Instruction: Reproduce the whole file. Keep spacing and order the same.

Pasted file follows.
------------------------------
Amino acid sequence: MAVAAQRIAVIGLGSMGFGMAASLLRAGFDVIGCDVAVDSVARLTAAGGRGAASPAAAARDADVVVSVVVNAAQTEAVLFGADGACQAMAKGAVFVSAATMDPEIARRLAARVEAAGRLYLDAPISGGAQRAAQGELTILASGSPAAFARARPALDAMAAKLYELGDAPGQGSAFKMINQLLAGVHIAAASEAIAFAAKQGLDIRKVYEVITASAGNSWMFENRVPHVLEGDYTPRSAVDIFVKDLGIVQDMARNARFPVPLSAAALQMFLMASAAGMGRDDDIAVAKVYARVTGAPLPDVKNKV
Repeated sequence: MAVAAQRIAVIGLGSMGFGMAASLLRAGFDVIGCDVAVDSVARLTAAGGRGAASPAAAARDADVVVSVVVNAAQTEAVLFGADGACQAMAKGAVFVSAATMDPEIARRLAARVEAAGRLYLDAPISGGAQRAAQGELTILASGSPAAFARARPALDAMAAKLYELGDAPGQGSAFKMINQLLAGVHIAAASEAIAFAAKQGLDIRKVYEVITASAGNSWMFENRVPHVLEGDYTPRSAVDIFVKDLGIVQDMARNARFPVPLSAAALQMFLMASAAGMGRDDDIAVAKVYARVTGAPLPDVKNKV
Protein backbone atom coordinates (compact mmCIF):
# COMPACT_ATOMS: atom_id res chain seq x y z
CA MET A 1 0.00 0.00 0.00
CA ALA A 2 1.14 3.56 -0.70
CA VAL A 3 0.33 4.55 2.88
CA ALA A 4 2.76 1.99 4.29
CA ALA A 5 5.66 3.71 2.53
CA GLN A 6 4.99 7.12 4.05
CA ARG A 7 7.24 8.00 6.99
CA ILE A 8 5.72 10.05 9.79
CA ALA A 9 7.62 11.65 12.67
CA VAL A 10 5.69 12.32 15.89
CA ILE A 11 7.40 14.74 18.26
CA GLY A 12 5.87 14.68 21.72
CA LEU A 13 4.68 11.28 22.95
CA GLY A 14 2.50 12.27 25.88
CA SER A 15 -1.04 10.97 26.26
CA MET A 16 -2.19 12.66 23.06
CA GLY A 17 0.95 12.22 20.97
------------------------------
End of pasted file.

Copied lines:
Amino acid sequence: MAVAAQRIAVIGLGSMGFGMAASLLRAGFDVIGCDVAVDSVARLTAAGGRGAASPAAAARDADVVVSVVVNAAQTEAVLFGADGACQAMAKGAVFVSAATMDPEIARRLAARVEAAGRLYLDAPISGGAQRAAQGELTILASGSPAAFARARPALDAMAAKLYELGDAPGQGSAFKMINQLLAGVHIAAASEAIAFAAKQGLDIRKVYEVITASAGNSWMFENRVPHVLEGDYTPRSAVDIFVKDLGIVQDMARNARFPVPLSAAALQMFLMASAAGMGRDDDIAVAKVYARVTGAPLPDVKNKV
Repeated sequence: MAVAAQRIAVIGLGSMGFGMAASLLRAGFDVIGCDVAVDSVARLTAAGGRGAASPAAAARDADVVVSVVVNAAQTEAVLFGADGACQAMAKGAVFVSAATMDPEIARRLAARVEAAGRLYLDAPISGGAQRAAQGELTILASGSPAAFARARPALDAMAAKLYELGDAPGQGSAFKMINQLLAGVHIAAASEAIAFAAKQGLDIRKVYEVITASAGNSWMFENRVPHVLEGDYTPRSAVDIFVKDLGIVQDMARNARFPVPLSAAALQMFLMASAAGMGRDDDIAVAKVYARVTGAPLPDVKNKV
Protein backbone atom coordinates (compact mmCIF):
# COMPACT_ATOMS: atom_id res chain seq x y z
CA MET A 1 0.00 0.00 0.00
CA ALA A 2 1.14 3.56 -0.70
CA VAL A 3 0.33 4.55 2.88
CA ALA A 4 2.76 1.99 4.29
CA ALA A 5 5.66 3.71 2.53
CA GLN A 6 4.99 7.12 4.05
CA ARG A 7 7.24 8.00 6.99
CA ILE A 8 5.72 10.05 9.79
CA ALA A 9 7.62 11.65 12.67
CA VAL A 10 5.69 12.32 15.89
CA ILE A 11 7.40 14.74 18.26
CA GLY A 12 5.87 14.68 21.72
CA LEU A 13 4.68 11.28 22.95
CA GLY A 14 2.50 12.27 25.88
CA SER A 15 -1.04 10.97 26.26
CA MET A 16 -2.19 12.66 23.06
CA GLY A 17 0.95 12.22 20.97